Flora Wilds Journal Contributor
If you’ve got time in between keeping up with your social media and trying to decide what to do with your major, the Abraham Lincoln exhibition at the Adams Gallery could provide you with a refreshingly antiquated experience and a new perspective on Lincoln. Abraham Lincoln: A Man of His Time, a Man for All Times, is a traveling feature of the Gilder Lehrman Institute of American History.
At first, I was a little disappointed by the lack of material artifacts in this exhibition. I mean, I was at least expecting to get a status or a few twit pics out of this! “Just saw Abe Lincoln’s first top hat. Man had some #style.” But alas, there was no top hat, or anything eIse that seemed to be tweet worthy. The exhibit does display consist of large panels of writing and pictures and one television playing a History Channel program on Lincoln. The panels reminded me of enlarged pages of a history textbook. On them were a number of pictures of photographs, pictures of letters, pictures of prints, and quite a lot to read. Reading? What a concept. So it was not until I put away my expectations of a Smithsonian level exhibition and disconnected myself from Twitter, that I was actually able to appreciate what the gallery had to offer. What I mean was I actually decided to take the time to read through the panels. And you know what? I actually learned something! And while the photographs were what initially grabbed my attention, it was the words of Lincoln that left the greatest impression. There were quotes, copies of letters he wrote, notes on documents and speeches, and more. This is how I came to the conclusion that if Abraham Lincoln was alive today and possessed a Twitter account, there is no doubt that his quotes would be frequently retweeted. And if I have any faith in humanity, possibly even more retweeted than Kanye, and other expressive and opinionated “role models” of our time. Can’t you see it? @HonestAbe: “The struggle of today, is not altogether for today — it is for a vast future also.” #merica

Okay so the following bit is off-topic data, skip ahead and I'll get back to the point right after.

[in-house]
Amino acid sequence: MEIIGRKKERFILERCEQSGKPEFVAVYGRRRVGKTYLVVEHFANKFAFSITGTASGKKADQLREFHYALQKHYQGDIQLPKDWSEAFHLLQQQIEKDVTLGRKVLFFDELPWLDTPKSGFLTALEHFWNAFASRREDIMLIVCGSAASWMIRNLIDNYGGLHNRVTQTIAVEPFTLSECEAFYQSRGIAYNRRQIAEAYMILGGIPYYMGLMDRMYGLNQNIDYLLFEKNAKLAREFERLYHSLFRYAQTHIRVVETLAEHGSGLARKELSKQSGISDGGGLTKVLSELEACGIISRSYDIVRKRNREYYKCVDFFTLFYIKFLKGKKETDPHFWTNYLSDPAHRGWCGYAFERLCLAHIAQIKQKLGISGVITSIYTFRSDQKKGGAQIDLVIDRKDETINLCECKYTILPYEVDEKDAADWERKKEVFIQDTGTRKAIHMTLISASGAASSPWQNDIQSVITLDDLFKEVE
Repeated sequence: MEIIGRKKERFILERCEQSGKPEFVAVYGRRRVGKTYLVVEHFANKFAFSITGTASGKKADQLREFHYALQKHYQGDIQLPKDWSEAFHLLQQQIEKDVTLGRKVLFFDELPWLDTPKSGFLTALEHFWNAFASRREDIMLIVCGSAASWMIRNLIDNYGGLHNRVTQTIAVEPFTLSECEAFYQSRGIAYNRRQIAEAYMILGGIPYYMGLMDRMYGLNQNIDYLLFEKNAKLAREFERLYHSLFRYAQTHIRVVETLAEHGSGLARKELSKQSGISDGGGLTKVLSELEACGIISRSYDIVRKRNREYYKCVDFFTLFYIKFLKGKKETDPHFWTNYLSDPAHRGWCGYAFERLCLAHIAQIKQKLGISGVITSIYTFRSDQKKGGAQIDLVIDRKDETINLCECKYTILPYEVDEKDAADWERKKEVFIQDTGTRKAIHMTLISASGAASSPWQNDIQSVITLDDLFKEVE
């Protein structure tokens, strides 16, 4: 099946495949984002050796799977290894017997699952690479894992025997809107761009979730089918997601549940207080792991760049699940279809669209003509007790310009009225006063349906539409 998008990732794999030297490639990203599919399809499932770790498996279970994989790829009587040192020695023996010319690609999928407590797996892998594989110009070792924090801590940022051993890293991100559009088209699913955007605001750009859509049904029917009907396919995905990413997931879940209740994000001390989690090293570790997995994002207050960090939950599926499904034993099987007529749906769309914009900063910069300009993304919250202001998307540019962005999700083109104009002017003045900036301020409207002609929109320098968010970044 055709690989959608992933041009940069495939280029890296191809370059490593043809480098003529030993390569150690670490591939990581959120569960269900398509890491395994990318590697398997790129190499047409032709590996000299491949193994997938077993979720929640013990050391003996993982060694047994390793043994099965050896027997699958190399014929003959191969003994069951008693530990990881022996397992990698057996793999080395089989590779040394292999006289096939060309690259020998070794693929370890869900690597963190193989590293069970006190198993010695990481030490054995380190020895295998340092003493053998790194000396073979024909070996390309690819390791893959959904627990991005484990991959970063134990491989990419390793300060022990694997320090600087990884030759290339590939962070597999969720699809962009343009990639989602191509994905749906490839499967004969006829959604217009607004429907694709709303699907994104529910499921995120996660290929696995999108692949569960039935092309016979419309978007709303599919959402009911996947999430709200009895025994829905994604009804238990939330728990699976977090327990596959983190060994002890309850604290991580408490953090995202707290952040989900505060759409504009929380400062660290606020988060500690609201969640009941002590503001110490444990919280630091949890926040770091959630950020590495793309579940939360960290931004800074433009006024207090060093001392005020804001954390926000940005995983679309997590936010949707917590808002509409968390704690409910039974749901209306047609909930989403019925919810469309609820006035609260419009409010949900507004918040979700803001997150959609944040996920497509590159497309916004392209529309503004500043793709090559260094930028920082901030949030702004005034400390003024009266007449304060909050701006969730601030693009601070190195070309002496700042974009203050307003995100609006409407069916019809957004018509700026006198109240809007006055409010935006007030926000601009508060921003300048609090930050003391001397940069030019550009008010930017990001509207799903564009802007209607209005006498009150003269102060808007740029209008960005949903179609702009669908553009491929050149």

However much I wish that Lincoln was around to tweet inspiration today, it was a good thing that he lived when he did. Not only did our nation need him for the preservation of the Union and Emancipation, but today he would probably be cut off mid sentence. Our society has become so used to a 160 character maximum, that we have to make an effort to read something that’s not a status update. We wouldn’t have the attention span for the hours of public discourse and analysis that politics revolved around during Lincoln’s presidency. Someone would probably cut the poor man off mid Gettysburg Address: “Four score and seven years ago-” “Yo Abe, I’m bummed about this whole Gettysburg thing but…” One can only imagine.
In a few years, Kanye will have interrupted enough people and tweeted enough garbage to become boring and irrelevant. But Abe Lincoln will still be remembered. One could say he has been trending since the 1800s. His progressive ideas and the changes he made for the Unites States and have true pertinence in the 21st century. Lincoln’s legacy, explored and honored in the Adams Gallery exhibition, helped shape the America you live in today. So take this as a challenge. Log off Twitter for a while, and simply appreciate the wisdom and eloquence of Abraham Lincoln, a man who has not lost his relevance and will certainly never be forgotten.
The Adams Gallery is located on the first floor of the David J. Sargent Hall and will be hosting the exhibition on Abraham Lincoln until September 29. The gallery is open from 9am to 7pm daily. The traveling exhibition has been provided in part thanks to a grant from the National Endowment for the Humanities. Admission is free!